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Author Notes:

Correspondence: lhowell@emory.edu; (404)727-7786; 954 Gatewood Rd NE #2101, Atlanta, GA 30329.

With appreciation to the Abraham J. & Phyllis Katz Foundation for support of this research.

We thank the animal care and veterinary staff at the Yerkes National Primate Research Center (YNPRC) for maintaining the health and well-being of our research subjects, whom we thank greatly for their contribution.

M.B.Y. thanks Dr. Brian Dias for use of valuable behavioral equipment.

M.B.Y. also thanks Daniel Curry and Karly Hampshire for assistance with behavioral experiments.

M.B.Y. became employed by Shire Pharmaceuticals (Lexington, MA, USA) after completion of the studies described herein.

S.D.N, L.M.K., T.J., S.A.R. and C.R. report no funding or conflicts of interest relevant to this manuscript.


Research Funding:

M.B.Y. was supported by a NIH/NIGMS IRACDA grant K21 GM000680 awarded to Emory University.

L.L.H. was supported by NIH/NIDA K05 DA031246. B.O.R. has funding from Wounded Warrior Project, Department of Defense Clinical Trial Grant No.W81XWH-10-1-1045, “Enhancing Exposure Therapy for PTSD: Virtual Reality and Imaginal Exposure with a Cognitive Enhancer”, National Institute of Mental Health Grant No. 1R01MH094757-01, “Prospective Determination of Psychobiological Risk Factors for Posttraumatic Stress,” Brain and Behavior Research Foundation (NARSAD) Distinguished Investigator Grant, “Optimal Dose of early intervention to prevent PTSD”, and McCormick Foundation “Brave Heart: MLB's Welcome Back Veterans SouthEast Initiative.”

Dr. Rothbaum receives royalties from Oxford University Press, Guilford, APPI, and Emory University and received one advisory board payment from Genentech.

B.W.D. has received research support from Assurex, Axsome, Bristol-Myers Squibb, GlaxoSmithKline, Janssen, NIMH, Otsuka, Pfizer, and Takeda. He has served as a consultant to Pfizer and Medavante.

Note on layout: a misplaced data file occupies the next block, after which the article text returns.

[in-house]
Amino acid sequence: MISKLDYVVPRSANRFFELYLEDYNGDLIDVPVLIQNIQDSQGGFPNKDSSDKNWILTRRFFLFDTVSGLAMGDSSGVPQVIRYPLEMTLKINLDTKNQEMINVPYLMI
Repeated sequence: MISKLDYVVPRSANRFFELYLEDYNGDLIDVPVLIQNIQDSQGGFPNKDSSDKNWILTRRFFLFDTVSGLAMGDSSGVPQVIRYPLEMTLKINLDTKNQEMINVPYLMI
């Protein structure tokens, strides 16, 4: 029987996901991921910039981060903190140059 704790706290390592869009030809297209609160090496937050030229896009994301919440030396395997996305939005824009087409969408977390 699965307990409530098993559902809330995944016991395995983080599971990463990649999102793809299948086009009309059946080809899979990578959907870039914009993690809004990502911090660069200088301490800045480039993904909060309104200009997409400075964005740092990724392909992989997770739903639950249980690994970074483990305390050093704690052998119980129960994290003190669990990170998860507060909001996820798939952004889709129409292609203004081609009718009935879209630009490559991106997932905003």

• Science & Technology
  • Life Sciences & Biomedicine
  • Neurosciences
  • Pharmacology & Pharmacy
  • Psychiatry
  • Neurosciences & Neurology
  • Fear extinction
  • Serotonin
  • Monoamines
  • MDMA
  • Fear-potentiated startle
  • C57BL/6J MICE

Inhibition of serotonin transporters disrupts the enhancement of fear memory extinction by 3,4-methylenedioxymethamphetamine (MDMA)


Journal Title:

Психофармакология и биологическая нарко / Psychopharmacology and Biological Narcology


Volume 234, Number 19


, Pages 2883-2895

Type of Work:

Article | Post-print: After Peer Review


Rationale: 3,4-Methylenedioxymethamphetamine (MDMA) persistently improves symptoms of post-traumatic stress disorder (PTSD) when combined with psychotherapy. Studies in rodents suggest that these effects can be attributed to enhancement of fear memory extinction. Therefore, MDMA may improve the effects of exposure-based therapy for PTSD, particularly in treatment-resistant patients. However, given MDMA’s broad pharmacological profile, further investigation is warranted before moving to a complex clinical population. Objectives: We aimed to inform clinical research by providing a translational model of MDMA’s effect, and elucidating monoaminergic mechanisms through which MDMA enhances fear extinction. Methods: We explored the importance of monoamine transporters targeted by MDMA to fear memory extinction, as measured by reductions in conditioned freezing and fear-potentiated startle (FPS) in mice. Mice were treated with selective inhibitors of individual monoamine transporters prior to combined MDMA treatment and fear extinction training. Results: MDMA enhanced the lasting extinction of FPS. Acute and chronic treatment with a 5-HT transporter (5-HTT) inhibitor blocked MDMA’s effect on fear memory extinction. Acute inhibition of dopamine (DA) and norepinephrine (NE) transporters had no effect. 5-HT release alone did not enhance extinction. Blockade of MDMA’s effect by 5-HTT inhibition also downregulated 5-HT2A-mediated behavior, and 5-HT2Aantagonism disrupted MDMA’s effect on extinction. Conclusions: We validate enhancement of fear memory extinction by MDMA in a translational behavioral model, and reveal the importance of 5-HTT and 5-HT2Areceptors to this effect. These observations support future clinical research of MDMA as an adjunct to exposure therapy, and provide important pharmacological considerations for clinical use in a population frequently treated with 5-HTT inhibitors.

Copyright information:

© 2017, Springer-Verlag GmbH Germany.

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